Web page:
Steinmetz approaches, glossophobia looms

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By Nick DAngelo

Fifteen percent of Americans rank public speaking as their greatest fear, far outpacing those who most fear death, disease, snakes or the dark. And while glossophobia (from the Greek for “tongue”) has not claimed any lives — yet — it shows no signs of dropping in the echelons of trepidation. This is bad news for Union seniors.

Last week, applications were released for the 24th Annual Charles P. Steinmetz Symposium, a full day of academic presentations by students and the culmination of many senior theses. In fact, the majority of departments require presentation at Steinmetz as a qualifier for honors. While spring term will be filled with great anticipation for graduation and hurried completions of Union’s seven traditions, it will also be filled with plenty of public speaking.

I have always been a great admirer of those who could capture an audience. As a student of oratory in high school, I spent my senior year trouping around the country as a member of the debate team. I spent one of my final weekends of high school at the University of Kentucky competing in a championship tournament. Perhaps ironically, four years later, I will end another senior year on the campus of the same university for the National Conference on Undergraduate Research.

As we must all be students of oratory, we can take away some small lessons from those who have gone before us. For every great speaker, there have been a few bad ones, and let me tell you, no glossophobe could be as awful as these presenters. They have been presidential nominees and Oscar-winning actors, risking far more than we will and falling far shorter than we ever could.

Topping the charts for the worst presentation ever given must be Walter Mondale, the 1984 Democratic presidential nominee, who boldly argued during his acceptance speech: “Mr. Reagan will raise taxes and so will I. He won’t tell you. I just did.” Is it surprising that Mondale carried only one state that year? And he wasn’t the only presidential nominee to receive an ‘F’ for an acceptance speech. Twenty years later, John Kerry pulled a ‘Mondale’ when he awkwardly saluted the audience, declaring, “I’m John Kerry and I’m reporting for duty” — after his infamous “I voted for it before I voted against it” gaffe.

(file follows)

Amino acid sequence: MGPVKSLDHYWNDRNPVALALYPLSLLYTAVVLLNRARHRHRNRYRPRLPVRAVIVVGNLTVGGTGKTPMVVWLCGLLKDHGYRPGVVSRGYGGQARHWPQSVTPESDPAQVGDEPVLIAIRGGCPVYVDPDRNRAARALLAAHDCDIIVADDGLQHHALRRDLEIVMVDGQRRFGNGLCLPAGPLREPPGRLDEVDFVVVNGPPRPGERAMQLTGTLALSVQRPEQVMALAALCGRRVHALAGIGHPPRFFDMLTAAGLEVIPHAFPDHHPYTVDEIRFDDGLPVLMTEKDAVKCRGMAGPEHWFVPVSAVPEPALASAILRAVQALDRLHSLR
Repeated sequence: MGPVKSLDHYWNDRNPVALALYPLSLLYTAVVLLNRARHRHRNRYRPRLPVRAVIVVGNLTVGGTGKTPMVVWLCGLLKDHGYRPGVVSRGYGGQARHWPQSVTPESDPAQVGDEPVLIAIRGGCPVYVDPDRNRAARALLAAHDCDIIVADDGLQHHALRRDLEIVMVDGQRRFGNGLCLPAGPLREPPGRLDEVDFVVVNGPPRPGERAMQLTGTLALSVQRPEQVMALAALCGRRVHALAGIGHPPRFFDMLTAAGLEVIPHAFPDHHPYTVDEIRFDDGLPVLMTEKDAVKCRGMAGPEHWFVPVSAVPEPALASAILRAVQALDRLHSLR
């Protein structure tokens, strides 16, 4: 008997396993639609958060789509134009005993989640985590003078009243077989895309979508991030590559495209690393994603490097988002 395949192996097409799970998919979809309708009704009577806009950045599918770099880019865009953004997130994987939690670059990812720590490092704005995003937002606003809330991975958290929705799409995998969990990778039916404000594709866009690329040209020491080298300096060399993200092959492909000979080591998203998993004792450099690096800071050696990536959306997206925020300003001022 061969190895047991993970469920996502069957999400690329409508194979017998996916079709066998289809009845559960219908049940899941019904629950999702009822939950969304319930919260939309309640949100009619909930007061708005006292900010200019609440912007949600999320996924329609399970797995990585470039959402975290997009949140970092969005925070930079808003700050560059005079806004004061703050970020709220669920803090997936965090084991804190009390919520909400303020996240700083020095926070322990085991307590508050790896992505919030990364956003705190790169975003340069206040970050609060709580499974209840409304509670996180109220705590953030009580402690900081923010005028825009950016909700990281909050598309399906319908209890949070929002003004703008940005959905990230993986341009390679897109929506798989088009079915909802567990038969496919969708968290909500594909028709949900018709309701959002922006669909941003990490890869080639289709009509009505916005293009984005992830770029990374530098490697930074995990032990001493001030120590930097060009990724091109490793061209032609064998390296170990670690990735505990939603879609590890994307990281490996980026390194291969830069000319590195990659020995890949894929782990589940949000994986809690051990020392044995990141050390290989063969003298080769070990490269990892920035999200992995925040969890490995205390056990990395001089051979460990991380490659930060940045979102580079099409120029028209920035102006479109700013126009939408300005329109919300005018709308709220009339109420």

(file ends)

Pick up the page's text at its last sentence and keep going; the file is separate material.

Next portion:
Even Kerry and Mondale can take some comfort in the worst Oscar speeches ever given, though. In 1999, Hilary Swank won Best Actress for Boys Don’t Cry. Pulling out a piece of paper as she took the stage, Swank said, “On the off chance that I got up here, I brought this piece of paper because I knew I couldn’t forget everyone.” After the arrogant declaration, she casually forgot to thank her husband. And 1999 got worse for cringe-worthy speeches. Angelina Jolie, who won her first Oscar that year for Girl Interrupted, began her speech by awkwardly admitting, “I’m so in love with my brother” and ended it just as strangely with a sibling mouth-to-mouth kiss.

Just last week, Politico declared Congresswoman Donna Edwards’s speech at the Washington Press Club Forum annual dinner “the most painful speech ever.” Guests literally rose from their seats and waited in the lobby because it was so awkward. Mike Memoli of the Los Angeles Times tweeted: “I survived the Donna Edwards #wpcfdinner speech of 2014.” A combination of Republican hate-speech and strange sexual comments, the speech will be best remembered for the argument that bipartisanship still exists in Washington.

“There are times when we still find time to work together,” Edwards said, “And when I say together, I mean in a Cialis commercial kind of way.” I’ll be the first to say sexual scenarios between members of Congress are not funny.

Public speaking is scary, no doubt about it. But every time one presents publicly, one becomes a stronger communicator. It is an important skill and one that we should attempt to cultivate now before we end up stuttering on the Oscar stage, awkwardly saluting, or pulling a ‘Mondale.’

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